This course is about how organizations, and their employees can successfully collect, evaluate and apply information to become better decision makers. It starts with basic concepts regarding business data needs and ends with hands-on experience using Business Intelligence (BI) tools. It takes a variety of experts to start and run a business - financial, operational, marketing, accounting, human relations, managerial, etc. Each knowledge base requires up-to-date information to plot strategy or keep it on track. Our ability to capture large volumes of data often outstrips our ability to evaluate and apply the data as management information. These are the challenges we will address in this course so that you can become an intelligent gatherer and user of data in your chosen field.

Prerequisites: SME2012 or OIM2000

  • Program: Undergraduate
  • Division: Operations and Information Management
  • Level: Advanced Elective (UGrad),Advanced Management (UGrad)
  • Course Number: OIM3545
  • Number of Credits: 4

LAW1000 Business Law & Ethics

(Formerly Business Law)

Foundation Requirement

4 Credits

This course provides students, as future business managers and leaders, with broad exposure to important areas of business law and with an introduction to business ethics. Legal and business considerations often are closely related. Students need a good working knowledge of legal and ethical principles in order to succeed in the business world. Law can be used to create and capture value for business activities as well as to mitigate legal and business risks.

Course goal #1 is to enable students to identify when they face legal issues in their professional lives and understand how to find additional information and/or consult intelligently with an attorney about them. Goal #2 is for students to be able to manage a business and its legal environment effectively. This includes understanding the significance of various legal and ethical issues, knowing how to manage and resolve legal disputes, knowing how to effectively structure businesses and deals, learning how to use the law to their advantage, and perhaps even when and how to try to change existing law. Goal #3 is to consider the limitations of the law and the role of ethical business principles and practices in sound decision making. To these ends, students read and analyze legal and ethics materials, apply precedents to new situations, complete group and individual projects, and practice analyzing, thinking, speaking and writing in a logical manner.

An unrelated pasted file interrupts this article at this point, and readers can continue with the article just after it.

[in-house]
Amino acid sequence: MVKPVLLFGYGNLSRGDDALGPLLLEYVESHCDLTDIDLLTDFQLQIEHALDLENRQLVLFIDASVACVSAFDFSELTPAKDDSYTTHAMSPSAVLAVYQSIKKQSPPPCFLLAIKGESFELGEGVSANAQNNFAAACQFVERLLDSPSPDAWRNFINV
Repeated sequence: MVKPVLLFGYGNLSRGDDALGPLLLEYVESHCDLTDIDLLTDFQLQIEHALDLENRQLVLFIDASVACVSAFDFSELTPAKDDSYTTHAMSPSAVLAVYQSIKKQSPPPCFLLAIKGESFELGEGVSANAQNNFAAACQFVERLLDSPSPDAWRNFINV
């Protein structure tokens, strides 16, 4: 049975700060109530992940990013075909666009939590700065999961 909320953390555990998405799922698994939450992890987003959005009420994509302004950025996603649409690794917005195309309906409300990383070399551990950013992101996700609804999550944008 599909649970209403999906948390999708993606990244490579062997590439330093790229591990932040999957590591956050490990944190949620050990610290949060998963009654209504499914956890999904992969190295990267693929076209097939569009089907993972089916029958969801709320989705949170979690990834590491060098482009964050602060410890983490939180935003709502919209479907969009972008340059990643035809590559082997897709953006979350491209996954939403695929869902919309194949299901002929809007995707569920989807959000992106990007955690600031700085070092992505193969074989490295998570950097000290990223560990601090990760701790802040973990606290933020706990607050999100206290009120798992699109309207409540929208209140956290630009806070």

Business Law furthers three out of four overall learning goals of the undergraduate program

Collaboration - group projects such as negotiating contracts or conducting risk analyses and developing recommendations Communication - writing-intensive course involving writing assignments (research papers, contracts, analyses) and extensive Socratic dialogue in class through law case method teaching Problem solving - continual application of precedent to analyze fact situations and identify the application of legal principles to resolve the legal dispute in question, as well as the use of law as a larger policy tool to address wider social issues and problems. This course also has learning objectives specific to law and ethics. By the end of the course, students should be able to:

Understand substantive legal rules as well as procedural rules, institutions, and mechanisms; Appreciate the complex relationship between law and ethics; Identify ethical issues commonly arising in business and personal situations and understand and employ an ethical framework to manage these issues; Evaluate the ongoing role of law as a means of channeling human behavior in an interdependent society; Use law as a tool for understanding and solving business and social problems; and Utilize legal reasoning and understand how to make and defend basic legal arguments by drawing upon a broad range of relevant sources of legal authority.

This course is typically offered in the following semesters: Fall and Spring


Prerequisites: None

  • Program: Undergraduate
  • Division: Accounting and Law
  • Level: Foundation Management (UGrad)
  • Course Number: LAW1000
  • Number of Credits: 4

ECN7515 Business Model Innovation to Compete in the Digital Economy

3 Elective Credits

Recent surveys to Top Management Teams show that business model innovation is at the forefront of their thoughts and challenges, both in startups and established companies. This course provides the tools to design and operate innovative business models.

The tools to be learned should help students understand how to think about business model innovation, respond to the entry of disruptive business models, and decide whether the company should operate single or multiple business models. We also analyze business model transformation and innovation in entrepreneurial organizations and how these organizations can use business model innovation to challenge established companies even in mature industries.

Examples of questions to be asked in the course are: How can a startup disrupt industries such as dairy, pharmaceutical, retail, financial, wine, and biotechnology? What are the fundamental issues to consider when designing business models that require different customer groups simultaneously? How to build sustainable models? What are the conditions to implement a business model innovation in an organization? How can the simultaneous operation of more than one business model promote a hard-to-imitate competitive advantage?